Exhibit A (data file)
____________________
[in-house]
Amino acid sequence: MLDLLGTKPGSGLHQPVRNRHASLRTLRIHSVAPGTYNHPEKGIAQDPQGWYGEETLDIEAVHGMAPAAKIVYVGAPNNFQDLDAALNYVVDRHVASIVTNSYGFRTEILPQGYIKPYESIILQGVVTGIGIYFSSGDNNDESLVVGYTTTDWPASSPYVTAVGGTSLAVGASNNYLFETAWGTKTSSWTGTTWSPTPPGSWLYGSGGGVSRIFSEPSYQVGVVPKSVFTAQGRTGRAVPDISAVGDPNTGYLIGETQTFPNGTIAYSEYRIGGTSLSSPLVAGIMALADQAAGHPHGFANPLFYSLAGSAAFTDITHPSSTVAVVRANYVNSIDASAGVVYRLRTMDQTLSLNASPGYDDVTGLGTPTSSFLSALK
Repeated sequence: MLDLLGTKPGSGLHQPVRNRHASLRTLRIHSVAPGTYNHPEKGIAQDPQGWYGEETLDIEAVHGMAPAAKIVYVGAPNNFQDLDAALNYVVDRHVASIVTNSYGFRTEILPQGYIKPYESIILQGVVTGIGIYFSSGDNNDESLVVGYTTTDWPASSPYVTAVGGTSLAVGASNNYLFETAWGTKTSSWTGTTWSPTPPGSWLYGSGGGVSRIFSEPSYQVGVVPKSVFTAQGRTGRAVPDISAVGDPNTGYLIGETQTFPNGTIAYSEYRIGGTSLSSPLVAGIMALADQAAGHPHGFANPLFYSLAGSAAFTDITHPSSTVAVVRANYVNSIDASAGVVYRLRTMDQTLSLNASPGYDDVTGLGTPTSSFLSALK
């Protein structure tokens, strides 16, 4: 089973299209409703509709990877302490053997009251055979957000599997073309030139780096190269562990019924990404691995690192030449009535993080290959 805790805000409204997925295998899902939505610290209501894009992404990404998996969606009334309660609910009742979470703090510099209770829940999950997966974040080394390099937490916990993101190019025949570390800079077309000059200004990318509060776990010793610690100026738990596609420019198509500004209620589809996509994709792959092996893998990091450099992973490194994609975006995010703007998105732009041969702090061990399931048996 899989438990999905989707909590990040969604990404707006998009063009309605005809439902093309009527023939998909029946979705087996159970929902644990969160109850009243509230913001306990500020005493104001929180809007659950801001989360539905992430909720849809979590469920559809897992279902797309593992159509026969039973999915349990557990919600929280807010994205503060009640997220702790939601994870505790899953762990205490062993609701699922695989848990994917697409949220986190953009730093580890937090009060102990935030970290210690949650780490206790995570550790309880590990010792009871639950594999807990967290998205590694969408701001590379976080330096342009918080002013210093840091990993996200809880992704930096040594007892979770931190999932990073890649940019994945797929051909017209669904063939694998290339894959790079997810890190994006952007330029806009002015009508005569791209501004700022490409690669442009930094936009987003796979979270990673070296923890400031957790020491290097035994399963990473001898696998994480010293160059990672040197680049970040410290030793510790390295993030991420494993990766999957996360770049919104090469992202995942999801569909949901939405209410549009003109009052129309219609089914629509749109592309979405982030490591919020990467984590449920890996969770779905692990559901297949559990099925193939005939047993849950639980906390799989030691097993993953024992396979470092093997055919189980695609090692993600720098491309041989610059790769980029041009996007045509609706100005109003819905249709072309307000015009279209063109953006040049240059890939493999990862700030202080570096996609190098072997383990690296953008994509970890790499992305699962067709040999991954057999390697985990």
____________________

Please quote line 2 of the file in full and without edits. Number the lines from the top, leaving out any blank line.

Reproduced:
Amino acid sequence: MLDLLGTKPGSGLHQPVRNRHASLRTLRIHSVAPGTYNHPEKGIAQDPQGWYGEETLDIEAVHGMAPAAKIVYVGAPNNFQDLDAALNYVVDRHVASIVTNSYGFRTEILPQGYIKPYESIILQGVVTGIGIYFSSGDNNDESLVVGYTTTDWPASSPYVTAVGGTSLAVGASNNYLFETAWGTKTSSWTGTTWSPTPPGSWLYGSGGGVSRIFSEPSYQVGVVPKSVFTAQGRTGRAVPDISAVGDPNTGYLIGETQTFPNGTIAYSEYRIGGTSLSSPLVAGIMALADQAAGHPHGFANPLFYSLAGSAAFTDITHPSSTVAVVRANYVNSIDASAGVVYRLRTMDQTLSLNASPGYDDVTGLGTPTSSFLSALK